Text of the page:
The Truth Behind The Elephant With Pink Tusks

People want to help elephants, who are being killed faster than they are being born. Usually, it's for their tusks - ivory is worth a fortune and some people are desperate enough to kill an endangered animal to make big bucks.

Every now and then, an idea surfaces about how to save elephants from this rampant poaching.

Thula Thula

One idea that resurfaces in online petitions and social media is the mysterious pink-tusked elephant. The people who suggest staining an elephant's tusks pink are trying to figure out a way to make ivory less valuable to poachers.

But according Joyce Poole, in a statement released by Thula Thula Game Reserve, this isn't a viable option. "People frequently suggest dyeing tusks ... as a way to save elephants," she wrote. "Dyeing is not a realistic solution."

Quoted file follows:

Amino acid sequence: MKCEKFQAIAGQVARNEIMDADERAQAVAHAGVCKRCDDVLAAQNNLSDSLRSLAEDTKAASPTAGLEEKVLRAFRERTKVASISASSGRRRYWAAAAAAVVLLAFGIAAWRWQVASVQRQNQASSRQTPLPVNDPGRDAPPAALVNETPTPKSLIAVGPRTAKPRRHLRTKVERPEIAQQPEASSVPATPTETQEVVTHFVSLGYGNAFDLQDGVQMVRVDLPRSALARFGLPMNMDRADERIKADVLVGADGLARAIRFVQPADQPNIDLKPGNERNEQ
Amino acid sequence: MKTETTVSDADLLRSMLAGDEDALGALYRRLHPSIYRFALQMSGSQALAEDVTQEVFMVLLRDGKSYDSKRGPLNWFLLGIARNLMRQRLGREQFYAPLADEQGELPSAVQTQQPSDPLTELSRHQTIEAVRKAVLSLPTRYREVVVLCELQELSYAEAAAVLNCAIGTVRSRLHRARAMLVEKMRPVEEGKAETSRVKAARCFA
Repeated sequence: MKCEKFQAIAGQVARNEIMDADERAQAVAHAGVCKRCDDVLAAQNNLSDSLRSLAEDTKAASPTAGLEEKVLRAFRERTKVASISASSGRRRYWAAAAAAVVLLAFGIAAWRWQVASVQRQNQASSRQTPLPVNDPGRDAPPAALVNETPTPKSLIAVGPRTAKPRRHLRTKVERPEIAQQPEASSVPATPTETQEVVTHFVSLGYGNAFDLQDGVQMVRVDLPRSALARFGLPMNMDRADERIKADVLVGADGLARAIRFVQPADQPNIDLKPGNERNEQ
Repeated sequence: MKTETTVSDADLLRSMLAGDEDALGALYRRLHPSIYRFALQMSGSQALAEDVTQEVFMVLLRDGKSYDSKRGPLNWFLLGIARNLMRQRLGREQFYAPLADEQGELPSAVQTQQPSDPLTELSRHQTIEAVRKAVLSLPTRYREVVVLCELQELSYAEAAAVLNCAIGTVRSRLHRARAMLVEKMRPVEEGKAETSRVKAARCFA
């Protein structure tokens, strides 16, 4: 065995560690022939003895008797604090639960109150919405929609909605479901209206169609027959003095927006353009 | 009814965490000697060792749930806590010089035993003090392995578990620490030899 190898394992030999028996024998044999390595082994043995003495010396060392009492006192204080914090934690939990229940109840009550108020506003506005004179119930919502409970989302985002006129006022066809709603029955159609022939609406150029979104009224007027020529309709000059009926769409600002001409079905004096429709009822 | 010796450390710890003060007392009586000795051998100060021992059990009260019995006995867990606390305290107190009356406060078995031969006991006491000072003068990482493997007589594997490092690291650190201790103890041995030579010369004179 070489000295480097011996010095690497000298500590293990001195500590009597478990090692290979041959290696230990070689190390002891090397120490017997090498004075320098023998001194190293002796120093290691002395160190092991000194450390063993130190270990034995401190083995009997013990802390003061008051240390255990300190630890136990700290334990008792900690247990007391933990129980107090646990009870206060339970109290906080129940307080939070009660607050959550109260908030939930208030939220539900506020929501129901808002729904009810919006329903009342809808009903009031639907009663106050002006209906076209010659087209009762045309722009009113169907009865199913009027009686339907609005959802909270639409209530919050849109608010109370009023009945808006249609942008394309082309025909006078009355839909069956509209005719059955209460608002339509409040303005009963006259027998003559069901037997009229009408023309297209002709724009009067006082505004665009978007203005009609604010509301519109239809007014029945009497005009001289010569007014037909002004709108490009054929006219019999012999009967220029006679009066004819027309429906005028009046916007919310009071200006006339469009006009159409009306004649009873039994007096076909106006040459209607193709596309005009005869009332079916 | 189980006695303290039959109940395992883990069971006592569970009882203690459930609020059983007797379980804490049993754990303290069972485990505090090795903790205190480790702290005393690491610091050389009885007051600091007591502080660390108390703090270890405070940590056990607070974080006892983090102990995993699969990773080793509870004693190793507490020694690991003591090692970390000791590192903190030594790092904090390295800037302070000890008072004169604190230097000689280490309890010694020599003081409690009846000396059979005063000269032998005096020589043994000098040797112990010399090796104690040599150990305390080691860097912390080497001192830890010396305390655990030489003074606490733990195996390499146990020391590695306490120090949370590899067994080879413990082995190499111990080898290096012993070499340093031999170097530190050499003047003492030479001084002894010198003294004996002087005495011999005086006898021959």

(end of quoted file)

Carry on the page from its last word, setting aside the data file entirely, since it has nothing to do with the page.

Part of the reason for this is the risk of the process, which would necessarily involve anesthetizing the elephant, which could compromise the animal's health. Another issue is that an elephant tusk is one huge tooth, and almost one third of the tooth is embedded inside the elephant's skull, Poole pointed out. It's possible that poachers would still kill the animal for the unstained ivory inside the elephant's head. And as the elephant's tusks grow - a little less than an inch per year - the pink tusk wouldn't keep the elephant safe forever.

Put simply: "Dyeing is unlikely to deter poachers and their task masters," Poole wrote.

Rather than clever quick fixes, wiping out demand for elephant tusk may be the only way to truly help elephants. But people have to learn quickly about the victims of ivory products, since saving elephants is a race against time.

And in case you were wondering, yes, the photo of the pink-tusked elephant that went viral is a fake.

Click here to help endangered baby animals at Thula Thula's orphanage.